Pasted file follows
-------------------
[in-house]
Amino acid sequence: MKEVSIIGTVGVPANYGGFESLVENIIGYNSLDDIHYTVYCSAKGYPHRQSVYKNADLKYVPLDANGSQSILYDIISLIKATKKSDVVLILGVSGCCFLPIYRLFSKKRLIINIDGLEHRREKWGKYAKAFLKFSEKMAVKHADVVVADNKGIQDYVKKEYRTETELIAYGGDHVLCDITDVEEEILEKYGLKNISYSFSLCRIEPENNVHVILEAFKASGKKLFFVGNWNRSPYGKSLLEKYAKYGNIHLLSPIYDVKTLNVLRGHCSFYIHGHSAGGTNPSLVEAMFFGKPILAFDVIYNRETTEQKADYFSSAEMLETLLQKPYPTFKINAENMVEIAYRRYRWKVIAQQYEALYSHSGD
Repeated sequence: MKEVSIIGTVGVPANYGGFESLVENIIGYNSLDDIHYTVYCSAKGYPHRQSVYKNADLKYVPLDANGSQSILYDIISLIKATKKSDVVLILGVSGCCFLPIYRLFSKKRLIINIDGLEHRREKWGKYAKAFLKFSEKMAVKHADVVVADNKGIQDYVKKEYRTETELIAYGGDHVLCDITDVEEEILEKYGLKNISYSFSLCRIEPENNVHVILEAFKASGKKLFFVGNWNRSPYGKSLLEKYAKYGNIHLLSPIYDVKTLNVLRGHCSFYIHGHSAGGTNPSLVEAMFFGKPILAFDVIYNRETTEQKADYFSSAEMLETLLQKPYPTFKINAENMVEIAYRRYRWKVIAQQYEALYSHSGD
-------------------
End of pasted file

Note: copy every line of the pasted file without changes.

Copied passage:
[in-house]
Amino acid sequence: MKEVSIIGTVGVPANYGGFESLVENIIGYNSLDDIHYTVYCSAKGYPHRQSVYKNADLKYVPLDANGSQSILYDIISLIKATKKSDVVLILGVSGCCFLPIYRLFSKKRLIINIDGLEHRREKWGKYAKAFLKFSEKMAVKHADVVVADNKGIQDYVKKEYRTETELIAYGGDHVLCDITDVEEEILEKYGLKNISYSFSLCRIEPENNVHVILEAFKASGKKLFFVGNWNRSPYGKSLLEKYAKYGNIHLLSPIYDVKTLNVLRGHCSFYIHGHSAGGTNPSLVEAMFFGKPILAFDVIYNRETTEQKADYFSSAEMLETLLQKPYPTFKINAENMVEIAYRRYRWKVIAQQYEALYSHSGD
Repeated sequence: MKEVSIIGTVGVPANYGGFESLVENIIGYNSLDDIHYTVYCSAKGYPHRQSVYKNADLKYVPLDANGSQSILYDIISLIKATKKSDVVLILGVSGCCFLPIYRLFSKKRLIINIDGLEHRREKWGKYAKAFLKFSEKMAVKHADVVVADNKGIQDYVKKEYRTETELIAYGGDHVLCDITDVEEEILEKYGLKNISYSFSLCRIEPENNVHVILEAFKASGKKLFFVGNWNRSPYGKSLLEKYAKYGNIHLLSPIYDVKTLNVLRGHCSFYIHGHSAGGTNPSLVEAMFFGKPILAFDVIYNRETTEQKADYFSSAEMLETLLQKPYPTFKINAENMVEIAYRRYRWKVIAQQYEALYSHSGD